• The Bay of Bengal branch - The Arakan Hills along the coast of Myanmar deflect a big portion of this branch towards the Indian subcontinent. The monsoon, therefore, enters West Bengal and Bangladesh from south and southeast instead of from the south-westerly direction.
  • Another phenomenon associated with the monsoon is its tendency to have ‘breaks’ in rainfall. The monsoon rains take place only for a few days at a time. They are interspersed with rainless intervals. These breaks in monsoon are related to the movement of the monsoon trough.

Despite an overall unity in the general pattern, there are perceptible regional variations in climatic conditions within the country.

Retreating Monsoon Season

  • The retreating southwest monsoon season is marked by clear skies and rise in temperature.
  • The land is still moist. Owing to the conditions of high temperature and humidity, the weather becomes rather oppressive. This is commonly known as the ‘October heat’.
  • In the second half of October, the mercury begins to fall rapidly, particularly in northern India.
  • The weather in the retreating monsoon is dry in north India but it is associated with rain in the eastern part of the Peninsula. Here, October and November are the rainiest months of the year.
  • The widespread rain in this season is associated with the passage of cyclonic depressions which originate over the Andaman Sea and manage to cross the eastern coast of the southern Peninsula. These tropical cyclones are very destructive.
  • A bulk of the rainfall of the Coromandel Coast is derived from these depressions and cyclones.
  • Unlike the rest of the country, which receives rain in the southwest monsoon season between June and September, the northeast monsoon is crucial for farming and water security in the south.

Impact of Monsoons on Life in India


  • About 64% of people in India depend on agriculture for their livelihood and agriculture itself is based on monsoon.
  • Agricultural prosperity of India depends very much on timely and adequately distributed rainfall. If it fails, agriculture is adversely affected particularly in those regions where means of irrigation are not developed.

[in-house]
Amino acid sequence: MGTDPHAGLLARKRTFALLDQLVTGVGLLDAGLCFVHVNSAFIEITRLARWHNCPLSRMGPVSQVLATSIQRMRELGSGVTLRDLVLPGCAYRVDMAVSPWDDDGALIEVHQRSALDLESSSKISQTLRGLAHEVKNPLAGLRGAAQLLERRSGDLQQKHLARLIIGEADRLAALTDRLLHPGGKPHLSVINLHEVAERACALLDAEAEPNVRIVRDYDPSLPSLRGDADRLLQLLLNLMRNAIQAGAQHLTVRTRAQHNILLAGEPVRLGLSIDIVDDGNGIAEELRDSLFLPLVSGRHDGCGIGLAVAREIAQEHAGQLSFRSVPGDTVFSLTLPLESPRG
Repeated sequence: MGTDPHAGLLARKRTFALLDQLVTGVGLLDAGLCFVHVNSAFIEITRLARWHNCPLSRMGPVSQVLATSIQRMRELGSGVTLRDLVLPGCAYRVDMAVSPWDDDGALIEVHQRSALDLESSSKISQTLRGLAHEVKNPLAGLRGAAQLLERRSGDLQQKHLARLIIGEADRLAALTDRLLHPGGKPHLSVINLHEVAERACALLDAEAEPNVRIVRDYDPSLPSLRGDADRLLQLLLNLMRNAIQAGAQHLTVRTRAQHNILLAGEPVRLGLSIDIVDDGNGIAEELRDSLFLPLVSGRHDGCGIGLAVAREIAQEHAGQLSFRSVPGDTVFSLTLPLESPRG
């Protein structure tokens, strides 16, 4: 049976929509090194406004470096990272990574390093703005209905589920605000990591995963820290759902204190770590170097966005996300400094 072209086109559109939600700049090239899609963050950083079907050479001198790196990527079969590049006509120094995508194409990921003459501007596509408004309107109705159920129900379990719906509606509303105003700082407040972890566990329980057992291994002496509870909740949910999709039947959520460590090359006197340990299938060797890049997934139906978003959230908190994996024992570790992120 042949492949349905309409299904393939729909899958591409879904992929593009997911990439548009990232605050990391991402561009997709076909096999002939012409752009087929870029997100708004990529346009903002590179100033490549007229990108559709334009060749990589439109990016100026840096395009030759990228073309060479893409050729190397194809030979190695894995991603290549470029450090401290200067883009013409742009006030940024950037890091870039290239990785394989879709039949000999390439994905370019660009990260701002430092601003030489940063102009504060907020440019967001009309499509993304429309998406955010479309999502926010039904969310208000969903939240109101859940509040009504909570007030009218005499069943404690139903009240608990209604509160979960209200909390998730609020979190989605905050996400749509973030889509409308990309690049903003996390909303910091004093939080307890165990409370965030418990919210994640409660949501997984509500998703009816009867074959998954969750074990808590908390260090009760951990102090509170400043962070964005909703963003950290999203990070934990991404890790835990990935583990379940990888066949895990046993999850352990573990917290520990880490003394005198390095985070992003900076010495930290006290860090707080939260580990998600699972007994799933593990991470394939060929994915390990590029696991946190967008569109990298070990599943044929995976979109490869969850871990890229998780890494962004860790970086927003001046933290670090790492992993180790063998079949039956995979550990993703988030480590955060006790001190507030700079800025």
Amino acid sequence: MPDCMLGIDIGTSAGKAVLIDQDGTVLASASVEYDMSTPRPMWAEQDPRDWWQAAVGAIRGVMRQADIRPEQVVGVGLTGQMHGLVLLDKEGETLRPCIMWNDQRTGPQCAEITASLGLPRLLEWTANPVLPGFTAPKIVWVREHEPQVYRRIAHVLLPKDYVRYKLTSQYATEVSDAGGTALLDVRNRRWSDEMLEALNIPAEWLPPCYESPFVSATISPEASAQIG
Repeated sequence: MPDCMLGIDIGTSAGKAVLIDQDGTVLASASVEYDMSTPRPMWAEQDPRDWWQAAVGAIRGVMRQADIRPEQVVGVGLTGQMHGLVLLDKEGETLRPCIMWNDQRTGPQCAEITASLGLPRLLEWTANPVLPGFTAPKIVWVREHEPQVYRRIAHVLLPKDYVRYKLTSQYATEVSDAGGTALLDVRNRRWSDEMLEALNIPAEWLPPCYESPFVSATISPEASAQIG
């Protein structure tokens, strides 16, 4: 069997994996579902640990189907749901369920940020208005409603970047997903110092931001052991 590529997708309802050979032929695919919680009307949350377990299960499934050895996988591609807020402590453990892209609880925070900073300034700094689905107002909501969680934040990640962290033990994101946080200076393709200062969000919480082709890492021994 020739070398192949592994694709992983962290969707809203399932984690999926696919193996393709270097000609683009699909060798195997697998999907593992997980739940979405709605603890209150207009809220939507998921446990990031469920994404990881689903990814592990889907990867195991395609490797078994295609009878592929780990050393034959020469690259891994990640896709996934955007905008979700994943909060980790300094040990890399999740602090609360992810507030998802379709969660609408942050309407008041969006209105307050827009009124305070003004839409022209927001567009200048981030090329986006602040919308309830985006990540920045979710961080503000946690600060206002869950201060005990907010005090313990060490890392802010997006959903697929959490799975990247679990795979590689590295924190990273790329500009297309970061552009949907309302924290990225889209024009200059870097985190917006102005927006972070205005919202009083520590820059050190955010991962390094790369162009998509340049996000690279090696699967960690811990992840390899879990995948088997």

• Regional variations in monsoon climate help in growing various types of crops.
  • Regional monsoon variation in India is reflected in the vast variety of food, clothes and house types.
  • Monsoon rain helps recharge dams and reservoirs, which is further used for the generation of hydro-electric power.
  • Winter rainfall by temperate cyclones in north India is highly beneficial for Rabi crops.


  • Variability of rainfall brings droughts or floods every year in some parts of the country.
  • Sudden monsoon burst creates a problem of soil erosion over large areas in India.
  • In hilly areas sudden rainfall brings landslide which damages natural and physical infrastructure subsequently disrupting human life economically as well as socially.

Monsoon Prediction In India

  • More than a century ago, when there were no computers, IMD’s forecasts depended only on snow cover. Lesser cover meant a better monsoon.
  • British physicist Gilbert Walker, who headed the IMD, designed a statistical weather model – an empirical way of predicting the weather – based on the relationship between two weather phenomena.
  • In 2014, the IMD started to use numerical models to supplement statistical models for long-range forecasting as well.
  • Now, although the numerical models used by the IMD are state-of-the-art – developed by the US National Centres for Environmental Prediction – their forecast capacity is still weak because a longer period of forecast creates more uncertainty in prediction.
  • At the moment, the IMD provides district-wise weather data but it’s not sufficient; because when IMD says there will be scattered rainfall over a particular district, it means that 26-50% that district (by area) will receive rainfall.
  • The IMD collects weather data like temperature, humidity, wind and precipitation through 679 automatic weather stations, 550 surface observatories, 43 radiosonde or weather balloons, 24 radars and three satellites.
  • Currently, highly advanced dynamical models need supercomputers. Prediction models will not run until proper data about current weather conditions is available.